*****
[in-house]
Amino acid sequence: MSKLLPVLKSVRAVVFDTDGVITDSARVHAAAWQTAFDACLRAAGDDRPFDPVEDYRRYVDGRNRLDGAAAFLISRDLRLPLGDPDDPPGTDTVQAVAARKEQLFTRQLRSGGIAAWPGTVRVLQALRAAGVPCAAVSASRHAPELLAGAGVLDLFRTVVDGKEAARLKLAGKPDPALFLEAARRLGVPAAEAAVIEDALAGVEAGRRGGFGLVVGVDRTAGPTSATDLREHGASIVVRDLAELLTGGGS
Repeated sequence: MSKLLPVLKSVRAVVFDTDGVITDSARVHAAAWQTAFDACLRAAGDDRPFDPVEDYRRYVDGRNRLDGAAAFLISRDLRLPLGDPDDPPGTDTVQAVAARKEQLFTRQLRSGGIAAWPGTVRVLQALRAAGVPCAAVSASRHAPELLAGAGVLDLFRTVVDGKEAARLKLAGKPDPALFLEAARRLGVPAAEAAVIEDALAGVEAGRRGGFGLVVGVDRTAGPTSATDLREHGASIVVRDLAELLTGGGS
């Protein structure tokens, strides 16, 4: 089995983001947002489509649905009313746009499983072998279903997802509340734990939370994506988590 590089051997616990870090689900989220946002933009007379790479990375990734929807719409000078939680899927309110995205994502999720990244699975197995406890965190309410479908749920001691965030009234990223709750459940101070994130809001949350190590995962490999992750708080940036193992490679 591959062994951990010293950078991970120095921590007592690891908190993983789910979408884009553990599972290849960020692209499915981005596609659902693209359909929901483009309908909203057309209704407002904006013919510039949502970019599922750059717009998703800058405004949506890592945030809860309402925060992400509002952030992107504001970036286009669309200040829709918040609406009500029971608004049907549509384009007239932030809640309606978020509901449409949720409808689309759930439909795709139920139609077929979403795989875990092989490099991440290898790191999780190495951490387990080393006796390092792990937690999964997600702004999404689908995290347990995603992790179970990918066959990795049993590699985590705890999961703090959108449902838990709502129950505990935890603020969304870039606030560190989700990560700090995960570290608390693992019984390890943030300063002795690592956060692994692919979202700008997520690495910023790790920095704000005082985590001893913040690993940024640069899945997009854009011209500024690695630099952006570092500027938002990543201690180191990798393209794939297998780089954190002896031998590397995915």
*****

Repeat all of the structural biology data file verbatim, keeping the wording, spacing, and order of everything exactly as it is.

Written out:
[in-house]
Amino acid sequence: MSKLLPVLKSVRAVVFDTDGVITDSARVHAAAWQTAFDACLRAAGDDRPFDPVEDYRRYVDGRNRLDGAAAFLISRDLRLPLGDPDDPPGTDTVQAVAARKEQLFTRQLRSGGIAAWPGTVRVLQALRAAGVPCAAVSASRHAPELLAGAGVLDLFRTVVDGKEAARLKLAGKPDPALFLEAARRLGVPAAEAAVIEDALAGVEAGRRGGFGLVVGVDRTAGPTSATDLREHGASIVVRDLAELLTGGGS
Repeated sequence: MSKLLPVLKSVRAVVFDTDGVITDSARVHAAAWQTAFDACLRAAGDDRPFDPVEDYRRYVDGRNRLDGAAAFLISRDLRLPLGDPDDPPGTDTVQAVAARKEQLFTRQLRSGGIAAWPGTVRVLQALRAAGVPCAAVSASRHAPELLAGAGVLDLFRTVVDGKEAARLKLAGKPDPALFLEAARRLGVPAAEAAVIEDALAGVEAGRRGGFGLVVGVDRTAGPTSATDLREHGASIVVRDLAELLTGGGS
């Protein structure tokens, strides 16, 4: 089995983001947002489509649905009313746009499983072998279903997802509340734990939370994506988590 590089051997616990870090689900989220946002933009007379790479990375990734929807719409000078939680899927309110995205994502999720990244699975197995406890965190309410479908749920001691965030009234990223709750459940101070994130809001949350190590995962490999992750708080940036193992490679 591959062994951990010293950078991970120095921590007592690891908190993983789910979408884009553990599972290849960020692209499915981005596609659902693209359909929901483009309908909203057309209704407002904006013919510039949502970019599922750059717009998703800058405004949506890592945030809860309402925060992400509002952030992107504001970036286009669309200040829709918040609406009500029971608004049907549509384009007239932030809640309606978020509901449409949720409808689309759930439909795709139920139609077929979403795989875990092989490099991440290898790191999780190495951490387990080393006796390092792990937690999964997600702004999404689908995290347990995603992790179970990918066959990795049993590699985590705890999961703090959108449902838990709502129950505990935890603020969304870039606030560190989700990560700090995960570290608390693992019984390890943030300063002795690592956060692994692919979202700008997520690495910023790790920095704000005082985590001893913040690993940024640069899945997009854009011209500024690695630099952006570092500027938002990543201690180191990798393209794939297998780089954190002896031998590397995915």